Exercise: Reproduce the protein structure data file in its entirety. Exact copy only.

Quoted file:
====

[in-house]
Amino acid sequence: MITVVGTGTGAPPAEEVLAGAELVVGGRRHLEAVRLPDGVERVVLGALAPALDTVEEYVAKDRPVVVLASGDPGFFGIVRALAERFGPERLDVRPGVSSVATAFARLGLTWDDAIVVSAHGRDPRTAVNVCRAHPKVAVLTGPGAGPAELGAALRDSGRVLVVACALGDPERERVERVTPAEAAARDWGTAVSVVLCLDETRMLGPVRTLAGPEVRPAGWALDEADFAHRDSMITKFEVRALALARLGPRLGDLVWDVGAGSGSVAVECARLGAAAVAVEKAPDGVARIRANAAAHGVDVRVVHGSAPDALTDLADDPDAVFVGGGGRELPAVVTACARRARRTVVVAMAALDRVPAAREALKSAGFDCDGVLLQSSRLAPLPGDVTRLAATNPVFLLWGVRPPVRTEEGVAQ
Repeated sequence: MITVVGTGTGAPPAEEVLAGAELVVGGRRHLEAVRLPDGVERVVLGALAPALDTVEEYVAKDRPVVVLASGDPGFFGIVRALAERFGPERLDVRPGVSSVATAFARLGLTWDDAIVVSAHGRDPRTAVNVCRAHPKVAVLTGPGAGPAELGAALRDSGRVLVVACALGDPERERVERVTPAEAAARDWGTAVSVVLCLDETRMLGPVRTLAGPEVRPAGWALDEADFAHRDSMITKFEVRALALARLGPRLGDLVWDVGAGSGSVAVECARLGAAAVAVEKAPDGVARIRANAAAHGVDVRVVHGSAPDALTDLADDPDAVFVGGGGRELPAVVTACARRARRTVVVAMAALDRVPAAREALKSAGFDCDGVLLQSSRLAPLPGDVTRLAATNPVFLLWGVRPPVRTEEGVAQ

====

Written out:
[in-house]
Amino acid sequence: MITVVGTGTGAPPAEEVLAGAELVVGGRRHLEAVRLPDGVERVVLGALAPALDTVEEYVAKDRPVVVLASGDPGFFGIVRALAERFGPERLDVRPGVSSVATAFARLGLTWDDAIVVSAHGRDPRTAVNVCRAHPKVAVLTGPGAGPAELGAALRDSGRVLVVACALGDPERERVERVTPAEAAARDWGTAVSVVLCLDETRMLGPVRTLAGPEVRPAGWALDEADFAHRDSMITKFEVRALALARLGPRLGDLVWDVGAGSGSVAVECARLGAAAVAVEKAPDGVARIRANAAAHGVDVRVVHGSAPDALTDLADDPDAVFVGGGGRELPAVVTACARRARRTVVVAMAALDRVPAAREALKSAGFDCDGVLLQSSRLAPLPGDVTRLAATNPVFLLWGVRPPVRTEEGVAQ
Repeated sequence: MITVVGTGTGAPPAEEVLAGAELVVGGRRHLEAVRLPDGVERVVLGALAPALDTVEEYVAKDRPVVVLASGDPGFFGIVRALAERFGPERLDVRPGVSSVATAFARLGLTWDDAIVVSAHGRDPRTAVNVCRAHPKVAVLTGPGAGPAELGAALRDSGRVLVVACALGDPERERVERVTPAEAAARDWGTAVSVVLCLDETRMLGPVRTLAGPEVRPAGWALDEADFAHRDSMITKFEVRALALARLGPRLGDLVWDVGAGSGSVAVECARLGAAAVAVEKAPDGVARIRANAAAHGVDVRVVHGSAPDALTDLADDPDAVFVGGGGRELPAVVTACARRARRTVVVAMAALDRVPAAREALKSAGFDCDGVLLQSSRLAPLPGDVTRLAATNPVFLLWGVRPPVRTEEGVAQ